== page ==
termination of prosperity, that made Amasis king of Egypt warn his friend Polycrates of Samos, that the gods loved those whose lives were chequered with good and evil fortunes. Nemesis was supposed to lie in wait particularly for the prudent; that is, for those whose caution rendered them accessible only to mere accidents; and her first altar was raised on the banks of the Phrygian Æsepus by Adrastus, probably the prince of that name who killed the son of Crœsus by mistake. Hence the goddess was called Adrastea.
The Roman Nemesis was sacred and august: there was a temple to her in the Palatine under the name of Rhamnusia; so great, indeed, was the propensity of the ancients to trust to the revolution of events, and to believe in the divinity of Fortune, that in the same Palatine there was a temple to the Fortune of the day. This is the last superstition which retains its hold over the human heart; and, from concentrating in one object the credulity so natural to man, has always appeared strongest in those unembarrassed by other articles of belief. The antiquaries have supposed this goddess to be synonymous with Fortune and with Fate; but it was in her vindictive quality that she was worshipped under the name of Nemesis.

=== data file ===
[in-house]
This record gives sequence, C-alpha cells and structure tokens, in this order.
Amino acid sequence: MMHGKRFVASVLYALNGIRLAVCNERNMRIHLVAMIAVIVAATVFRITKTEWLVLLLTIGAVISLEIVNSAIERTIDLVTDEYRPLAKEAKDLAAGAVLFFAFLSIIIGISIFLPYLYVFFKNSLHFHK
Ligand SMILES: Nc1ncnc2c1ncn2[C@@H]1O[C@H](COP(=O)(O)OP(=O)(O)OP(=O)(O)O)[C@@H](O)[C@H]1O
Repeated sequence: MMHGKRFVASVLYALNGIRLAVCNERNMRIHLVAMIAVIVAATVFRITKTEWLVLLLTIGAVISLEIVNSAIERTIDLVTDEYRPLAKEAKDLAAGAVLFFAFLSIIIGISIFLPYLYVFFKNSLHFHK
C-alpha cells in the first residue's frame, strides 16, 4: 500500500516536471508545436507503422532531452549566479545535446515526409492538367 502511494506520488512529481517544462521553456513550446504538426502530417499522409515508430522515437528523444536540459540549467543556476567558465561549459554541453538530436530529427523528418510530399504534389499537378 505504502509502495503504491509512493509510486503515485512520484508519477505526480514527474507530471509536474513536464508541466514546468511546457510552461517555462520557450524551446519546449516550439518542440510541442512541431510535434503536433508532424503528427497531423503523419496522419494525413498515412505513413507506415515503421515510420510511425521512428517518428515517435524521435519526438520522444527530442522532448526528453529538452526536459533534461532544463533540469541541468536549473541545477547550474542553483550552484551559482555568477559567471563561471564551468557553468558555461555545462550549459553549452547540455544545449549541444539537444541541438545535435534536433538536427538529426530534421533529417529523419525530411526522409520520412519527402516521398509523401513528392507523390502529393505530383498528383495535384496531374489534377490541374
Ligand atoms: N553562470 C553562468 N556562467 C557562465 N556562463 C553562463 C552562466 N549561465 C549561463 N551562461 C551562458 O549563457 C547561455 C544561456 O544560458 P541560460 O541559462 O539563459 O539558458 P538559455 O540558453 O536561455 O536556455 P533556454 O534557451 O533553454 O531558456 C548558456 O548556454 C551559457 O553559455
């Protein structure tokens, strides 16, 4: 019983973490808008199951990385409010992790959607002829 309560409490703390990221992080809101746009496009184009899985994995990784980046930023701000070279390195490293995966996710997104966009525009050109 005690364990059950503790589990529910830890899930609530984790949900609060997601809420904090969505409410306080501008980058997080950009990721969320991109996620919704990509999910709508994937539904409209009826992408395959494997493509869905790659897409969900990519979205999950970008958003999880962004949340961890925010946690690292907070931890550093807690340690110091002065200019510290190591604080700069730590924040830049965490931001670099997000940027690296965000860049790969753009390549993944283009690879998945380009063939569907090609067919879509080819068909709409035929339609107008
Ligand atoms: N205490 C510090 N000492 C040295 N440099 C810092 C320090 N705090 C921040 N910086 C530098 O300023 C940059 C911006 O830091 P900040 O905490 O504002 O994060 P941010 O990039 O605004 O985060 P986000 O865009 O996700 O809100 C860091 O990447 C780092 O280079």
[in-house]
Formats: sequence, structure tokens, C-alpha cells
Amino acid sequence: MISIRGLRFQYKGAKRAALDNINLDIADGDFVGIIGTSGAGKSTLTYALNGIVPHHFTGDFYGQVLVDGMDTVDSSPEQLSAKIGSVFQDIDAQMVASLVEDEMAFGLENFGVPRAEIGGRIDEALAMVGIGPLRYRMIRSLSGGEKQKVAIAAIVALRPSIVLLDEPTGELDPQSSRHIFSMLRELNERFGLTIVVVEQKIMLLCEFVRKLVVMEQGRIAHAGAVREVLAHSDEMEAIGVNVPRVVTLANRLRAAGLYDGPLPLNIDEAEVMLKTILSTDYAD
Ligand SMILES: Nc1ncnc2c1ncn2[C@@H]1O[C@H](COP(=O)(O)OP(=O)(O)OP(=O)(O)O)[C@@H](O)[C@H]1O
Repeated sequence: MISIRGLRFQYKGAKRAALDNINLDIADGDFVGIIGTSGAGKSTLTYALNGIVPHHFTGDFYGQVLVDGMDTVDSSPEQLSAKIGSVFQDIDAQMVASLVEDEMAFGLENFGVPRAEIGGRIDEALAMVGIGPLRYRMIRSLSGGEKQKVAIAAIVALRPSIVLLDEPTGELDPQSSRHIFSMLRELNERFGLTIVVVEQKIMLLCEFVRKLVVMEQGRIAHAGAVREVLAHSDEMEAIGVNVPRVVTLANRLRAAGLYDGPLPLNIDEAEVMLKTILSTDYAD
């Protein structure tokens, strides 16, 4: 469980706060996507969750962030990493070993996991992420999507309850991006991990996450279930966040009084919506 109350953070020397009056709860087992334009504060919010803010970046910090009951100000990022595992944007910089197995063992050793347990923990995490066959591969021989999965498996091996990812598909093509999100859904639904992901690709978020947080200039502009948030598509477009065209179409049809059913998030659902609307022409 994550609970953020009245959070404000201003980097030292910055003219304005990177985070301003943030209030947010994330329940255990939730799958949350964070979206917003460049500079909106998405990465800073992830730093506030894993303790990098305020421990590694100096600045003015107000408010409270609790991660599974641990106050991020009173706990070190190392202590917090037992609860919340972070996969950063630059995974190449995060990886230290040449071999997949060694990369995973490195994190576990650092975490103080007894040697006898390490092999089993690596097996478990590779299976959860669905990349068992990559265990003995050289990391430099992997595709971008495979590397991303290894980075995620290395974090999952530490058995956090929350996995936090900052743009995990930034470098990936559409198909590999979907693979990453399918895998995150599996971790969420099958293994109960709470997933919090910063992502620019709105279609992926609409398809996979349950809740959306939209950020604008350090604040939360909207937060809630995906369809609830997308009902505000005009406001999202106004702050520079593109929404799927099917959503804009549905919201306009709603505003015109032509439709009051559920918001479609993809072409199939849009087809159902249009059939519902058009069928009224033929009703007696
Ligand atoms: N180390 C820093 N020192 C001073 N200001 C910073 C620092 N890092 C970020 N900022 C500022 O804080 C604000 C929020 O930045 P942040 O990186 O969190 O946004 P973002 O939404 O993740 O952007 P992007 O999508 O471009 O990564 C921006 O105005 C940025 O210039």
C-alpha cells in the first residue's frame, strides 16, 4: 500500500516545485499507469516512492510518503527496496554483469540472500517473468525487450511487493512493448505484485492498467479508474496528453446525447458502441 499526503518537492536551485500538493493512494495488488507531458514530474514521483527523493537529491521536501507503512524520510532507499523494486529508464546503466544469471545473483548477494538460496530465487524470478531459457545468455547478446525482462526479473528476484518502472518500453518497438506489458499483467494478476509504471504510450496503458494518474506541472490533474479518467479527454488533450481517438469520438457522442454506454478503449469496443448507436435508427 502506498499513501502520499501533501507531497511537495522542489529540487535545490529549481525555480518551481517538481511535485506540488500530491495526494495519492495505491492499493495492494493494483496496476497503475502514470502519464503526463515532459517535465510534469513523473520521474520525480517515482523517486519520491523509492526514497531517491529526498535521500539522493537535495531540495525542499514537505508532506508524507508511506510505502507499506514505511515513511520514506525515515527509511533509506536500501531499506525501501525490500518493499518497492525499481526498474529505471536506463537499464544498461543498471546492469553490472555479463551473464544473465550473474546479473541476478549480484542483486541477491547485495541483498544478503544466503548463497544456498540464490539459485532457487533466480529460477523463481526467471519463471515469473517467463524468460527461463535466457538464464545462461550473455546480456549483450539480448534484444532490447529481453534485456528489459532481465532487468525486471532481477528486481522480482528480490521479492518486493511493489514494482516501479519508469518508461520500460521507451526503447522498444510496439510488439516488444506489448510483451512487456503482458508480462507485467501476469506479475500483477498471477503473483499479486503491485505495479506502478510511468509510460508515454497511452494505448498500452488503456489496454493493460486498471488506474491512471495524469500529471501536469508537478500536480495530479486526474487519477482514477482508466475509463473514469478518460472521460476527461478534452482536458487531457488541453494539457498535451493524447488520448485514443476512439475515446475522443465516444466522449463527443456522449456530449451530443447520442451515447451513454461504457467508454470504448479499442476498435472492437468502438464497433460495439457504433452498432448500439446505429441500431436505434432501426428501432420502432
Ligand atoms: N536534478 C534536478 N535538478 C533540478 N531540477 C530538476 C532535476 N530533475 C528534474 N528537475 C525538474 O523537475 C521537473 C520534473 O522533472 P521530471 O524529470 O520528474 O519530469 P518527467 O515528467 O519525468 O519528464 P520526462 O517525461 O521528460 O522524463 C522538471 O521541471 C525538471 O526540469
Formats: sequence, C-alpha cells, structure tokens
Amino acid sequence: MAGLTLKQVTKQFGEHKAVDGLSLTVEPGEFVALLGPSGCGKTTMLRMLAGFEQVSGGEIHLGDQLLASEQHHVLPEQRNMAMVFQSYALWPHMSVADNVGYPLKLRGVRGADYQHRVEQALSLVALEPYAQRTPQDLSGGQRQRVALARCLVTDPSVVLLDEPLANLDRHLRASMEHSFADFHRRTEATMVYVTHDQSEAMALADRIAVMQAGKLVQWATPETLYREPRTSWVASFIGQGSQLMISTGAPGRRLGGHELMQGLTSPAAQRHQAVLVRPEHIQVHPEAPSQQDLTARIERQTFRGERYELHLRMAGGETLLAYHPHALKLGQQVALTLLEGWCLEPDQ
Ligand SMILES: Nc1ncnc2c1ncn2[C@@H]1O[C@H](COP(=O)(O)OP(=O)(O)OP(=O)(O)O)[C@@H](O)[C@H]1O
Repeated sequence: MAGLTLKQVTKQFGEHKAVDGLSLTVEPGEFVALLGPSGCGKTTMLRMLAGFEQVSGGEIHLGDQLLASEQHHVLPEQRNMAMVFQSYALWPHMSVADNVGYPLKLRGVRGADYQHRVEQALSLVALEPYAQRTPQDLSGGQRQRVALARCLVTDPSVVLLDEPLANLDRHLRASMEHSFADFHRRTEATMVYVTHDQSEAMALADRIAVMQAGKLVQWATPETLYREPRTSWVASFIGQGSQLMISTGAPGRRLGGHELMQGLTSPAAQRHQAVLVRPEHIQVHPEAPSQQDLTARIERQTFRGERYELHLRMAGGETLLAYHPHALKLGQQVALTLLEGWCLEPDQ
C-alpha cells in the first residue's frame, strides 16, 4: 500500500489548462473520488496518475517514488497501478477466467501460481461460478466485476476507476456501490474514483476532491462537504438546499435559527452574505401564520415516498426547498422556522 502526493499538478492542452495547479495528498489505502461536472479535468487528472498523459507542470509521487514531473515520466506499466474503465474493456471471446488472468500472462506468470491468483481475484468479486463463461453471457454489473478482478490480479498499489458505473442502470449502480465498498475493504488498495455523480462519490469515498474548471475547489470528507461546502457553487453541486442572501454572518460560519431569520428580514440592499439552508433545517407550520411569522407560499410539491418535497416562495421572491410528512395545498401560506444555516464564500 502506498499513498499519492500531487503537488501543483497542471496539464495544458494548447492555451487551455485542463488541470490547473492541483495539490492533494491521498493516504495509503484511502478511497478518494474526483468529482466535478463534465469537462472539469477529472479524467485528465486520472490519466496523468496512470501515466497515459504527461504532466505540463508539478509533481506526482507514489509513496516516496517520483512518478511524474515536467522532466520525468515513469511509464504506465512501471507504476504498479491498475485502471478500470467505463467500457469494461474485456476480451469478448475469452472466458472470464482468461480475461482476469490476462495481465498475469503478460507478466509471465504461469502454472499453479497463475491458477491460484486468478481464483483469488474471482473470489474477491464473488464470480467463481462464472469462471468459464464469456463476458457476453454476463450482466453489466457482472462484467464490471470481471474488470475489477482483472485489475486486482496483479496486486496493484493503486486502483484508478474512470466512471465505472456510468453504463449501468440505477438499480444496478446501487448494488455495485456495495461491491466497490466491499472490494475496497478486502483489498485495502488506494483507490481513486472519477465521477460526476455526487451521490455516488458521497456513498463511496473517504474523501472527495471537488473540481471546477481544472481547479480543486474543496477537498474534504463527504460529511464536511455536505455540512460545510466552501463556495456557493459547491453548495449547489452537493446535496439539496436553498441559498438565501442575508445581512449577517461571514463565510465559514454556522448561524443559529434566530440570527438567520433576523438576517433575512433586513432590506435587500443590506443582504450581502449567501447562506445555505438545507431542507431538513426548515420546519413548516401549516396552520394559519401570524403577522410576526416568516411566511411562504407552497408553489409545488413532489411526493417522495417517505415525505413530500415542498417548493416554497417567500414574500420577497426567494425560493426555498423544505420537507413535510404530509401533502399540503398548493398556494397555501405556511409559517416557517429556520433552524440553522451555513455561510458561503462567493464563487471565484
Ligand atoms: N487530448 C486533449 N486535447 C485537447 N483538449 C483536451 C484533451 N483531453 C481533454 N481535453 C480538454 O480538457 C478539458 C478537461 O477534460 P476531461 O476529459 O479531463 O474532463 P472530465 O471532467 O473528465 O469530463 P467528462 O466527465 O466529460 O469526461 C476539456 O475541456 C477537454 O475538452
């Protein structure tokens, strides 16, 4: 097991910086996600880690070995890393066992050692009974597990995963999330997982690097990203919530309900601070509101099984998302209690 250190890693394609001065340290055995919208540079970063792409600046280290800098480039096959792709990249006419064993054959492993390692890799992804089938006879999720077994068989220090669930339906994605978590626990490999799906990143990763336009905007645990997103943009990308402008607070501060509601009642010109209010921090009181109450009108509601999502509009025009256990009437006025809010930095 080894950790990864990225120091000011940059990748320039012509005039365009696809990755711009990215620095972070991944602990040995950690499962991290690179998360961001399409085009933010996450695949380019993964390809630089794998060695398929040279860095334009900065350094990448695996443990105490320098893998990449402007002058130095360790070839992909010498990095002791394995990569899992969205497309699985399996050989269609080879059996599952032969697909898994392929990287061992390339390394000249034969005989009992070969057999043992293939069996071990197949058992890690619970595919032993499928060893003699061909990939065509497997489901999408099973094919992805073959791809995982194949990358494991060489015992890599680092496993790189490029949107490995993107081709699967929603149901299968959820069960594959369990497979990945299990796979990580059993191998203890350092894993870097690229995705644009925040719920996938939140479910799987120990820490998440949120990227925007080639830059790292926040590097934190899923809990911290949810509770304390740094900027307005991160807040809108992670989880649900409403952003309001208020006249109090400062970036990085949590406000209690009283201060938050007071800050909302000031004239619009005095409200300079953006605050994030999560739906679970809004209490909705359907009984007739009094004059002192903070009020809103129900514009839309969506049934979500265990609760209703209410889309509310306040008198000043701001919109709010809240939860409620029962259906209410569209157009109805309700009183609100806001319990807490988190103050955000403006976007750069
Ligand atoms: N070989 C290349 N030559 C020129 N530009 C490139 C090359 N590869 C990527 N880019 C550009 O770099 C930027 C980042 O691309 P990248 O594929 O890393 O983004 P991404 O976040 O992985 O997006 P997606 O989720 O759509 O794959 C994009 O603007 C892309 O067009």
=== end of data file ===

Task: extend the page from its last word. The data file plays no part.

- Dict. de Bayle, art. "Adrastea."
- It is enumerated by the regionary Victor.
- "Fortunæ hujusce diei." Cicero mentions her, De Legib., lib. ii.
V. C. LEGAT.
LEG. XIII. G.
(See Questiones Romanæ, etc., ap. Græv., Antiq. Roman., v. 942. See also Muratori, Nov. Thesaur. Inscrip. Vet., Milan, 1739, i. 88, 89, where there are three Latin and one Greek inscription to Nemesis, and others to Fate.)